Outdoor cats are a bit of a pet peeve of mine. Cats can happily live out their entire lives indoors. Indoor cats can interact with their owners more, and they live longer and healthier lives. Outdoor cats are not only in danger themselves, but are also endanger local wildlife. Allowing cats to wander outdoors is common in the city we live in, and I've personally had quite a few bad experiences with outdoor cats.
I was bitten by a feral cat, most likely the product of someone's unfixed pet, and had to receive (VERY!) expensive rabies shots. One of my dogs, Kitsune, was scratched in the face once by an outdoor cat. The scratch was deep, and very close to his eye. His vet said he was very lucky that the cat missed his eye, or he could have potentially, worst case scenario, lost it. Most recently, I sat with a sick cat outside until Animal Control came to get him. He was suffering from heat stroke from being out in the elements, and ultimately didn't survive.
The Animal Welfare Association lists some of the dangers cats are susceptible too when kept outdoors:
- Becoming hit by a car
- Ingesting a deadly poison like antifreeze or a pesticide
- Becoming trapped by an unhappy neighbor
- Being attacked by a roaming dog, cat, or wild animal
- Contracting a disease from another animal
- Becoming lost and unable to find her way home
- Being stolen
- Encountering an adult or child with cruel intentions
As well as putting your pet in danger, by allowing your cat to wonder outdoors you are also endangering the local wildlife. The American Bird Conservancy website points out that "scientists estimate that every year in the United States alone, cats kill hundreds of millions of birds, and more than a billion small mammals, including rabbits, squirrels, and chipmunks." Predation on wildlife by introduced species such as cats (both owned and feral) is considered to be the second most dangerous threat to wild bird populations, second only to habitat destruction.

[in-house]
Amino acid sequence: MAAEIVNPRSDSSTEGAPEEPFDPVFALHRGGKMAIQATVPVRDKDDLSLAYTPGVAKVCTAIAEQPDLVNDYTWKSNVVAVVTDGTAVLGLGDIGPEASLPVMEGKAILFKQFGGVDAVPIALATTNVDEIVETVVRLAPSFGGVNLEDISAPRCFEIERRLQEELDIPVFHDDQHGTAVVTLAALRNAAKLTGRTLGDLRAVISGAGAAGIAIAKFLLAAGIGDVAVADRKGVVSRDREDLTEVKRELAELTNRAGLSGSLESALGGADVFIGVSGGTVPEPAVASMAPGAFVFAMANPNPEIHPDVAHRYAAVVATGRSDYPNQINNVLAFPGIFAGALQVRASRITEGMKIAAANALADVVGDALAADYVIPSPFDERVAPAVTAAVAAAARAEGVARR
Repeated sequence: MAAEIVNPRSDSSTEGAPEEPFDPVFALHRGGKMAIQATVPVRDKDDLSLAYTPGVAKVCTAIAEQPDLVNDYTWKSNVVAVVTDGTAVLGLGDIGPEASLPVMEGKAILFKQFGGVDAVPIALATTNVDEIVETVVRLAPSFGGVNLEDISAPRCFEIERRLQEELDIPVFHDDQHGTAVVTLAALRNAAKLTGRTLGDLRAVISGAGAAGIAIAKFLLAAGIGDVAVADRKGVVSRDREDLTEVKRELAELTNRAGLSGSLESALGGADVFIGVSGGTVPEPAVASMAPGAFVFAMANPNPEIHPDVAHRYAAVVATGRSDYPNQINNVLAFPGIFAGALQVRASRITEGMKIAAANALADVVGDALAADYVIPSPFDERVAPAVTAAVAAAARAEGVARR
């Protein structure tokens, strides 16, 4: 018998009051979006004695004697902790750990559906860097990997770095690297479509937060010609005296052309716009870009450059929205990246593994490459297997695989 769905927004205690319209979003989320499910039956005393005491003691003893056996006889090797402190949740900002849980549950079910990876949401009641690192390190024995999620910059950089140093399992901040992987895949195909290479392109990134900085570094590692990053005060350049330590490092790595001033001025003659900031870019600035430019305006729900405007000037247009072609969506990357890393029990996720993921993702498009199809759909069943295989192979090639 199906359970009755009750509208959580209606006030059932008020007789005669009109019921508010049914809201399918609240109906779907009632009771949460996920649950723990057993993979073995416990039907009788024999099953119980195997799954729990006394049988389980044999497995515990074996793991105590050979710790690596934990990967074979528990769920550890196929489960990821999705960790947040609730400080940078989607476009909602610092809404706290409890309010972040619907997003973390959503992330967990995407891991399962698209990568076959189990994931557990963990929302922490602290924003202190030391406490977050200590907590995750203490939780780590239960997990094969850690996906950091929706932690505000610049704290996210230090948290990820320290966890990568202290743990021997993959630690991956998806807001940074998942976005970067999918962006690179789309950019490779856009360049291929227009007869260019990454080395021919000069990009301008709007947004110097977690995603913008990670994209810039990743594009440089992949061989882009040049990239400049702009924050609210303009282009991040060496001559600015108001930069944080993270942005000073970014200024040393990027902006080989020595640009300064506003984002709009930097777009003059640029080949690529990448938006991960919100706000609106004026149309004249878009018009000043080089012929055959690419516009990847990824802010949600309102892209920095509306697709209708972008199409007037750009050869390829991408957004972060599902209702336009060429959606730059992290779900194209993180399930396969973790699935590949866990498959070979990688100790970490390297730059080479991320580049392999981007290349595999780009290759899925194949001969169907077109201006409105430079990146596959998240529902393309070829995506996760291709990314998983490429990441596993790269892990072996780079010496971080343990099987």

Outdoor cats also pose a health risk to other domestic pets and humans. Unvaccinated cats can carry rabies, and all cats can carry the parasite toxoplasmosis. Cat scratch fever is a infectious disease caused by a bacteria that is carried in the mouths of cats. It can be transferred to humans, other domestic animals, and wildlife through cat bites and scratches. In domestic pets and humans, it can cause a nasty infection that often requires antibiotics to cure. For wildlife, who don't have access to medical care, even the tiniest of cat scratches can prove deadly.
Indoor cats on average live long lives, a majority of them reaching 10 years of age or older. However, due to the dangers present outdoors, outdoor cats live an average of only 2 years. It is possible to provide everything your cat needs in an indoor environment, and doing so will not only help your cat to live a longer healthier life, but it will also protect your local wildlife.